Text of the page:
Wage garnishment happens when a creditor gets a court order to have your California employer withhold a portion of your wages. This amount will go toward the repayment of your debts. Learning that you are subject to wage garnishment can be devastating, especially if you are already facing a difficult financial situation. You may want to learn more about what this process entails, what to expect and how you may be able to make it stop.

Getting business loans after a bankruptcy

Getting a business loan in California can be complicated for those who have filed for bankruptcy in the past. This is generally true whether a person filed for a liquidation or reorganization bankruptcy. However, it is usually easier to get financing the farther removed from the event a person is when asking for a loan. It is important to know that a business owner's personal credit score may not come into play.

If a company has an established credit history, a lender may be willing to use that as a basis to approve a loan. Therefore, it may be a good idea to work on building the company's financial track record prior to submitting a loan application. It is also possible to get money to run a business without having to rely on a bank loan.

Student loan bankruptcy rule may soon change

Levels of student debt are higher than they have ever been for students and ex-students in California. However, discharging this debt in bankruptcy is nearly impossible. To help alleviate this problem, the American Bankruptcy Institute's Commission on Consumer Bankruptcy is proposing sweeping changes to bankruptcy legislation that would make it easier for people to file. Bankruptcy law hasn't changed since 2005 when it was made much more strict for borrowers.

The commission's proposal is designed to give reformers ideas on how to change the bankruptcy code should they have the desire to do so. One of the most significant proposed changes would be to make student loan debt dischargeable seven years after they first become payable. Even if Congress doesn't follow the proposal, the suggestions made by the commission could influence the way bankruptcy judges make their decisions.

Common lines debt collectors use during phone calls

Debt collectors in California and other states may try to convince debtors that it is in their best interest to pay off a debt. In most cases, debt collectors are trained to say whatever is most likely to solicit the response that they want. For instance, they may say that paying a debt balance off could result in an increased credit score. While this could be true in some cases, negative information may still remain on a credit report.

Debt collectors may also encourage a debtor to let them talk to that person's friends or family members. This may be done under the guise that they could lend money or otherwise help resolve the situation. However, the debt collector's true intent is to get as much information about the debtor as possible. In some cases, a debt collector will threaten a person with legal action if the debt isn't paid right away.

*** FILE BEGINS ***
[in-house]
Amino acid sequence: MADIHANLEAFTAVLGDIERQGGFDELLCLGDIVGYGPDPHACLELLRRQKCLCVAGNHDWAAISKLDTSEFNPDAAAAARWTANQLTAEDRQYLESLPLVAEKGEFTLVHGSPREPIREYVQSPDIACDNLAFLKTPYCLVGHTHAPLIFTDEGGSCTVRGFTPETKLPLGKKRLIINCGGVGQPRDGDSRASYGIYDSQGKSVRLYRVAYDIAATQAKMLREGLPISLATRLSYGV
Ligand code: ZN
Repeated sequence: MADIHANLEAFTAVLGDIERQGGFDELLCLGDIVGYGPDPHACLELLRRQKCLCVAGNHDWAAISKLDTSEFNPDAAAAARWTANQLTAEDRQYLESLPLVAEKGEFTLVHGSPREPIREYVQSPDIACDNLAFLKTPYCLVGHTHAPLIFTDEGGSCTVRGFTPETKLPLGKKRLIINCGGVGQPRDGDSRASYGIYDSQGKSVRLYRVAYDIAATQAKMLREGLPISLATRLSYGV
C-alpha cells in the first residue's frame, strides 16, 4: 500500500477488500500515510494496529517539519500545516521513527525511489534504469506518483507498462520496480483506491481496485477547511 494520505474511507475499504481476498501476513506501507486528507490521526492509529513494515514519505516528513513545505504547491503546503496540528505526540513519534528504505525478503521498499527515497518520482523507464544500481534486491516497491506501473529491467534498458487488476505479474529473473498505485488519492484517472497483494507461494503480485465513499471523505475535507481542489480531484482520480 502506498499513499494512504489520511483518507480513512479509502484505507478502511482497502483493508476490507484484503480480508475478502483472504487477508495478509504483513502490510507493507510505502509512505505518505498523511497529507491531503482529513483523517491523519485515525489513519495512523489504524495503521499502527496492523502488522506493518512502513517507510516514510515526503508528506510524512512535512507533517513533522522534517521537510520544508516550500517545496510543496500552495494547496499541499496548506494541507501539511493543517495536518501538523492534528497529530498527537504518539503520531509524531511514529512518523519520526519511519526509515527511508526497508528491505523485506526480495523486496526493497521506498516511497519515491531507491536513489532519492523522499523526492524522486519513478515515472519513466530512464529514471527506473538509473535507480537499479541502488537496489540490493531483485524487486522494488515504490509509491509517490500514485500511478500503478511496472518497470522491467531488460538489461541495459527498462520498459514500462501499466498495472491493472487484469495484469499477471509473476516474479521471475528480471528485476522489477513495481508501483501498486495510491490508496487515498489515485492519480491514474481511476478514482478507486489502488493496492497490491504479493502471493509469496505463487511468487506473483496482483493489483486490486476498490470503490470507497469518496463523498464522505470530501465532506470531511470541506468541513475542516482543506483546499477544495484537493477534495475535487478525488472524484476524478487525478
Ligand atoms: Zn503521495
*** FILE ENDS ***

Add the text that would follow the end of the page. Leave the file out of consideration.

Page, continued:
How out-of-network charges surprise patients

Some people in California may be among the 1 in 7 nationwide who are surprised by medical bills from out-of-network providers despite visiting an in-network hospital. The incidence varies from state to state, with admissions that include at least one out-of-network claim below 2 percent in Michigan but higher than 26 percent in Florida.

At issue is the medical billing system and the lack of transparency for consumers. Patients have no way of knowing whether an independent lab or particular physician at an in-network hospital is also in-network, and even asking does not always provide reliable answers. The incidence is particularly high with independent labs and anesthesiologists. Among the other specialties with the highest rates of out-of-network claims within an in-network system are primary care, emergency medicine and radiology. Insurance policies and their requirements are growing increasingly complex, but it is not just patients who are paying the price. The cost of adjudicating claims annually is also high for hospitals and insurers.

Protect your rights regarding personal debt collections

You might currently owe more than one lender money. It is not uncommon, nowadays, for California residents to have multiple loans out at once. Perhaps you have a mortgage, a car loan and credit card debt. If you run into financial trouble, it can be quite challenging to meet your monthly payments. Many issues, such as reduction of income, medical bills or some other family crisis, might throw your finances completely out of whack.

If this describes your current state of affairs, know that you are definitely not alone in your struggle. The good news is that there are often several options for resolving serious financial problems. More good news is that most financial crises are temporary. What can make this type of situation all the more stressful is having creditors hound you with phone calls or employ other practices to try to collect a debt.